Month: August 2015


I’ve just finished Kim Stanley Robinson’s Aurora. What a book! With one of the main characters a quantum computer on an intergenerational starship hoping to find a new home in the Tau Ceti system.

For much of the book, the quantum computer/Ship is the narrator, allowing Robinson to seed the story with all manner of facts and figures. The problems of such a difficult and long-term undertaking are never minimised. It’s the kind of science fiction I know I have no hope of writing, so full of technical knowledge. There were a few moments when I felt Robinson was tipping into info dump, but there were many more glorious passages.

During the voyage, the ship muses on the nature of consciousness, of Artificial Intelligence, of Turing’s test, of love, of politics. And, of course, it is an outsider’s view of human nature. All our flaws and fallacies and wishful thinking exposed.

There is a transcendent passage where the ship is flying close to the sun, but despite that, the ending (and look away now if you’d rather not know) seems almost a polemic against starships, or at least a warning against a blind love of space travel at all costs. And there is an argument for earth as the true human home, the place we must care for and maintain, because there may be no other.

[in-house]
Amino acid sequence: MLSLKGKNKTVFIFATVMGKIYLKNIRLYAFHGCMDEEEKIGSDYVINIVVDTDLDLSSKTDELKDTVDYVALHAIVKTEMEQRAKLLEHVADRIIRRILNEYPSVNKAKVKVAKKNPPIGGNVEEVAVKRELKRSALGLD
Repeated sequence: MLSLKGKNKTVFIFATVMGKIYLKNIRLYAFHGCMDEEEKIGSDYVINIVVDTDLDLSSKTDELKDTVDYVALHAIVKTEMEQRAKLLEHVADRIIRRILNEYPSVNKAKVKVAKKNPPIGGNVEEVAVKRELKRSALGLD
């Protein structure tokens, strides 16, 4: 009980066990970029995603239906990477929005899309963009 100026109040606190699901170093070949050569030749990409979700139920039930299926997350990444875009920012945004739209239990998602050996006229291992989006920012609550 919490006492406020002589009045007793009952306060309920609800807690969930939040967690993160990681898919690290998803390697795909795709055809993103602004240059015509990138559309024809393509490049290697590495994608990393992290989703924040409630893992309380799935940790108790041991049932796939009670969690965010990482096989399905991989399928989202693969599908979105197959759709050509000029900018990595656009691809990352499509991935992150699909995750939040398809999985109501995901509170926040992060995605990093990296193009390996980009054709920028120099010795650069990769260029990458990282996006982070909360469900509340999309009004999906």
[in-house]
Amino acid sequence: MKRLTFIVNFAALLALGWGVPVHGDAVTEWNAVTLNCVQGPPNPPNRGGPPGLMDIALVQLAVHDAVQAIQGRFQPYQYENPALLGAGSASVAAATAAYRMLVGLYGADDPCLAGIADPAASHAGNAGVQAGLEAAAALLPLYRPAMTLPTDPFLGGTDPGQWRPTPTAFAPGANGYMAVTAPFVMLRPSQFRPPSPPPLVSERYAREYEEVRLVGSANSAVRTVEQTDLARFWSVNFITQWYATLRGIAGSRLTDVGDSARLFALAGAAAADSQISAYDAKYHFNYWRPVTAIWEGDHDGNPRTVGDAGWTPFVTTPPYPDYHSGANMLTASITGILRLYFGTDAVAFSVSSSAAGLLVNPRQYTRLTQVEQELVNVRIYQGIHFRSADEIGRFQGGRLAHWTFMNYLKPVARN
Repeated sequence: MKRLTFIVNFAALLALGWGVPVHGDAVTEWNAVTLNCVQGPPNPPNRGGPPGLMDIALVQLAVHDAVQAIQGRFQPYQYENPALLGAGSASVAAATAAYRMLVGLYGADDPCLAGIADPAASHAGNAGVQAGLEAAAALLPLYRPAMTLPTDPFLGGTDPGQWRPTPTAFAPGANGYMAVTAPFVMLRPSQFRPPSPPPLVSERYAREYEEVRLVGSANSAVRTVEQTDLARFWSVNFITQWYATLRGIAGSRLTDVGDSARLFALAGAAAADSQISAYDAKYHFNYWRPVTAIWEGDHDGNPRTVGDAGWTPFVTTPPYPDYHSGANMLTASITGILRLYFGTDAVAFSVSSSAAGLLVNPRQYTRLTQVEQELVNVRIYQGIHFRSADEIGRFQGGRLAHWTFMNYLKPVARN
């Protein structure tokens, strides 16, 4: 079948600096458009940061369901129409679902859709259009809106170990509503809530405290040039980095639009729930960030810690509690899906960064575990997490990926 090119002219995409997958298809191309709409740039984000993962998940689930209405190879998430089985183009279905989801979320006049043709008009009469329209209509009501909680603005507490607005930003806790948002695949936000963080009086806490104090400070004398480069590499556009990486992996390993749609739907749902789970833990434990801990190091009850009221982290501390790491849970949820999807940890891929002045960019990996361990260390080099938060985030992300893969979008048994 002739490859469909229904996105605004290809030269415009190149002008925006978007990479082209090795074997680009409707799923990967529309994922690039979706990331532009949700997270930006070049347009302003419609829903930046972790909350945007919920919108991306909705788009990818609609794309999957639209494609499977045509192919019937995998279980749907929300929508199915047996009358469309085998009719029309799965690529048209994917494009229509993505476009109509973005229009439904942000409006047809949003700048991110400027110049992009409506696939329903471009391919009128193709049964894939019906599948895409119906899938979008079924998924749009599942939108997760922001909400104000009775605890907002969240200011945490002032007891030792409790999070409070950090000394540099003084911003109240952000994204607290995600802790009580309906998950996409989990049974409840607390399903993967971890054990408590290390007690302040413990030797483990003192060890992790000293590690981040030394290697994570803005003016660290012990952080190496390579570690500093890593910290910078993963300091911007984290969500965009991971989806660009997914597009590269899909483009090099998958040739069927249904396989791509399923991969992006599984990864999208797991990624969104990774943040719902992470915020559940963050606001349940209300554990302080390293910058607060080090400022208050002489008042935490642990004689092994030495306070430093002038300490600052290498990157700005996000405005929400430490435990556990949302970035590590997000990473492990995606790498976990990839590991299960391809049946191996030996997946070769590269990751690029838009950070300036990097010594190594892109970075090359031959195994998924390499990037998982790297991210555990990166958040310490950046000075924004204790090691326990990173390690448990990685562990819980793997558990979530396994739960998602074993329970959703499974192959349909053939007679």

As I read, I marked some passages to share, but now, only a day after I read them, they don’t really capture the way I felt, sitting, reading, thinking. The nature of consciousness, demonstrated, here. So difficult to convey.

Someone asked me what I was reading yesterday and I saw their eyes glaze as I described, very briefly, the book. But books like this are why I love science fiction. There’s something glorious and bold and profound and wondrous that I don’t think you find anywhere else.

Write like a man

I can’t stop thinking about Catherine Nichols’ article Homme de Plume: What I learned sending my novel out under a Male Name.
My first reaction was … I want to say disbelief, but that’s not quite right. Something more akin to weariness, something like really, still, again? And then I thought about one of my writing classes. The tutor was a woman, a much loved, insightful, published author. But she did favour the boys! And it took me a while to get my head around that. A person I admired, whose opinions I cherished who, nonetheless, was more laudatory of male writing, more critical of female. And someone who, I think, though I’m truly guessing, would be horrified to realise this bias.
And then there’s this interesting article by Jessica Norell which discusses some of the workplace experiences of transgender people. The same person, different gender perceptions, different treatment.
It’s tempting, but I don’t think I’m quite prepared to submit using a male name. Though I have thought one up that matches my initials. Just in case.
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